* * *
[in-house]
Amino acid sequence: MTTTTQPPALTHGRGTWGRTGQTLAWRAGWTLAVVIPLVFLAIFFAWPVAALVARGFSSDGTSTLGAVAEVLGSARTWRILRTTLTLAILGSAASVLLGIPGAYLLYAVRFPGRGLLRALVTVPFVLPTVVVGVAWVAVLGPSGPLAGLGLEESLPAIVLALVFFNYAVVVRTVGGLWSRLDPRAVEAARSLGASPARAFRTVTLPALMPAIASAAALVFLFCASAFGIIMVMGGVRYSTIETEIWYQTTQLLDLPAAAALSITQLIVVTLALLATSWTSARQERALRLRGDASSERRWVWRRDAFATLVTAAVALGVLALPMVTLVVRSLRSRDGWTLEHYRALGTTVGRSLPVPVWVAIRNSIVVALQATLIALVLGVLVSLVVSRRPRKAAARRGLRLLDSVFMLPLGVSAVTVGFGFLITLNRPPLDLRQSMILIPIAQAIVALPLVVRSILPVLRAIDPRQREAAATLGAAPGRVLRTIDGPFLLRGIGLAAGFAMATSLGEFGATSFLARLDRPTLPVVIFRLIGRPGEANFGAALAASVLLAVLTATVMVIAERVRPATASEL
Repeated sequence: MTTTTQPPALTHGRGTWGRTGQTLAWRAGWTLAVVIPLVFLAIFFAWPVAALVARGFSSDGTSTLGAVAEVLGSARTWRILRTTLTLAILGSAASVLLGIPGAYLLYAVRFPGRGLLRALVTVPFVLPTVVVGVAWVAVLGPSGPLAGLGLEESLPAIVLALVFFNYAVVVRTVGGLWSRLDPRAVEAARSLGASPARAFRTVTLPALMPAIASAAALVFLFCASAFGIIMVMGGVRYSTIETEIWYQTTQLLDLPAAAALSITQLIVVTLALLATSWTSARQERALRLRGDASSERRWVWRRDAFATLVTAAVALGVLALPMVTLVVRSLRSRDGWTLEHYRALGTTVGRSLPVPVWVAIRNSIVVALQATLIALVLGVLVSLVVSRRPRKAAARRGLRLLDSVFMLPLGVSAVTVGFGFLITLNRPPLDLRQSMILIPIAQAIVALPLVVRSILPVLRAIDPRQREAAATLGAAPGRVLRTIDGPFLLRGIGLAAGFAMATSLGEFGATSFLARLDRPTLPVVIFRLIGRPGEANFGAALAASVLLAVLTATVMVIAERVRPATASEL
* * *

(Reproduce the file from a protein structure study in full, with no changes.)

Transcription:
[in-house]
Amino acid sequence: MTTTTQPPALTHGRGTWGRTGQTLAWRAGWTLAVVIPLVFLAIFFAWPVAALVARGFSSDGTSTLGAVAEVLGSARTWRILRTTLTLAILGSAASVLLGIPGAYLLYAVRFPGRGLLRALVTVPFVLPTVVVGVAWVAVLGPSGPLAGLGLEESLPAIVLALVFFNYAVVVRTVGGLWSRLDPRAVEAARSLGASPARAFRTVTLPALMPAIASAAALVFLFCASAFGIIMVMGGVRYSTIETEIWYQTTQLLDLPAAAALSITQLIVVTLALLATSWTSARQERALRLRGDASSERRWVWRRDAFATLVTAAVALGVLALPMVTLVVRSLRSRDGWTLEHYRALGTTVGRSLPVPVWVAIRNSIVVALQATLIALVLGVLVSLVVSRRPRKAAARRGLRLLDSVFMLPLGVSAVTVGFGFLITLNRPPLDLRQSMILIPIAQAIVALPLVVRSILPVLRAIDPRQREAAATLGAAPGRVLRTIDGPFLLRGIGLAAGFAMATSLGEFGATSFLARLDRPTLPVVIFRLIGRPGEANFGAALAASVLLAVLTATVMVIAERVRPATASEL
Repeated sequence: MTTTTQPPALTHGRGTWGRTGQTLAWRAGWTLAVVIPLVFLAIFFAWPVAALVARGFSSDGTSTLGAVAEVLGSARTWRILRTTLTLAILGSAASVLLGIPGAYLLYAVRFPGRGLLRALVTVPFVLPTVVVGVAWVAVLGPSGPLAGLGLEESLPAIVLALVFFNYAVVVRTVGGLWSRLDPRAVEAARSLGASPARAFRTVTLPALMPAIASAAALVFLFCASAFGIIMVMGGVRYSTIETEIWYQTTQLLDLPAAAALSITQLIVVTLALLATSWTSARQERALRLRGDASSERRWVWRRDAFATLVTAAVALGVLALPMVTLVVRSLRSRDGWTLEHYRALGTTVGRSLPVPVWVAIRNSIVVALQATLIALVLGVLVSLVVSRRPRKAAARRGLRLLDSVFMLPLGVSAVTVGFGFLITLNRPPLDLRQSMILIPIAQAIVALPLVVRSILPVLRAIDPRQREAAATLGAAPGRVLRTIDGPFLLRGIGLAAGFAMATSLGEFGATSFLARLDRPTLPVVIFRLIGRPGEANFGAALAASVLLAVLTATVMVIAERVRPATASEL